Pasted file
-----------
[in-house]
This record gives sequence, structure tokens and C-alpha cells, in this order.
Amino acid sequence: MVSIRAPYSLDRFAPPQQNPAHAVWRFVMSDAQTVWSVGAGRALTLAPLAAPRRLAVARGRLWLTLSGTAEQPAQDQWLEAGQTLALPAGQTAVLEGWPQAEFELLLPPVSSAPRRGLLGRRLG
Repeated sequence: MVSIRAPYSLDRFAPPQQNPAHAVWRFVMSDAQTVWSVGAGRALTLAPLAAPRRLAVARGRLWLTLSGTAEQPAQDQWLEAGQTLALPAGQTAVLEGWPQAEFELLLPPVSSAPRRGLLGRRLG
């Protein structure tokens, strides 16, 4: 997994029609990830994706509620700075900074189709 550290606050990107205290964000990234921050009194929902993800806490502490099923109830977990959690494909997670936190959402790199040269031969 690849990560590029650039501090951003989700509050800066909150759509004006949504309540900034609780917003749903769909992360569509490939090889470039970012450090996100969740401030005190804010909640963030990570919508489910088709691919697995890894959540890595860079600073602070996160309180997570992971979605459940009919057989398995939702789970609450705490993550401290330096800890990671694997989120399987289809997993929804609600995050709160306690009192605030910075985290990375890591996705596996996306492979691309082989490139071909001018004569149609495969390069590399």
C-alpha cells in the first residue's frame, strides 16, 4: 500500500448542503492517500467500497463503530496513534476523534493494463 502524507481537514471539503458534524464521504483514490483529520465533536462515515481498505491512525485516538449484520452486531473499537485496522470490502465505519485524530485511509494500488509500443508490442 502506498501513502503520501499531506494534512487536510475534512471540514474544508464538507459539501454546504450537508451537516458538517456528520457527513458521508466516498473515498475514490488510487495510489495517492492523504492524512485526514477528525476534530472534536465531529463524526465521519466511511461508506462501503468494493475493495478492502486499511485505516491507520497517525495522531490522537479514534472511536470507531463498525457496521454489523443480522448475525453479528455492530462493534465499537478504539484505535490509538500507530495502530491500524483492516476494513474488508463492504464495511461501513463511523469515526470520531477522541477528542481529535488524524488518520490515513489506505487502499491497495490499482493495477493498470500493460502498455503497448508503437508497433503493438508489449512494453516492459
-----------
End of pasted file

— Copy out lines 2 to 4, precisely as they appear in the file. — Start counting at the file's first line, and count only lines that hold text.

This record gives sequence, structure tokens and C-alpha cells, in this order.
Amino acid sequence: MVSIRAPYSLDRFAPPQQNPAHAVWRFVMSDAQTVWSVGAGRALTLAPLAAPRRLAVARGRLWLTLSGTAEQPAQDQWLEAGQTLALPAGQTAVLEGWPQAEFELLLPPVSSAPRRGLLGRRLG
Repeated sequence: MVSIRAPYSLDRFAPPQQNPAHAVWRFVMSDAQTVWSVGAGRALTLAPLAAPRRLAVARGRLWLTLSGTAEQPAQDQWLEAGQTLALPAGQTAVLEGWPQAEFELLLPPVSSAPRRGLLGRRLG